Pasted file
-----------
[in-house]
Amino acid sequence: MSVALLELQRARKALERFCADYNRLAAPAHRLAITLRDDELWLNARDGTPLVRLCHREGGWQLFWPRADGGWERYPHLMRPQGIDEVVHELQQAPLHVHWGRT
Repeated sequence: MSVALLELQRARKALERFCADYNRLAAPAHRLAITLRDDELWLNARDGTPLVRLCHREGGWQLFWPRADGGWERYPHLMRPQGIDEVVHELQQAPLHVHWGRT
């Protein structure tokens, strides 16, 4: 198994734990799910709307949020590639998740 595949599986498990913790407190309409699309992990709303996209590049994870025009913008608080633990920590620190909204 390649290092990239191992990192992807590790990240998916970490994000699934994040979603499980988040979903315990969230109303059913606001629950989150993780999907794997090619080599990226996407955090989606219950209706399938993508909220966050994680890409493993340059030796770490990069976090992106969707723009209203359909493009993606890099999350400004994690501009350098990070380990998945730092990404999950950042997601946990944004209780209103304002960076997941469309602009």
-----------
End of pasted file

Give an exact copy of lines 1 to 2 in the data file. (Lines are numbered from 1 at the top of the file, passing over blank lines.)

[in-house]
Amino acid sequence: MSVALLELQRARKALERFCADYNRLAAPAHRLAITLRDDELWLNARDGTPLVRLCHREGGWQLFWPRADGGWERYPHLMRPQGIDEVVHELQQAPLHVHWGRT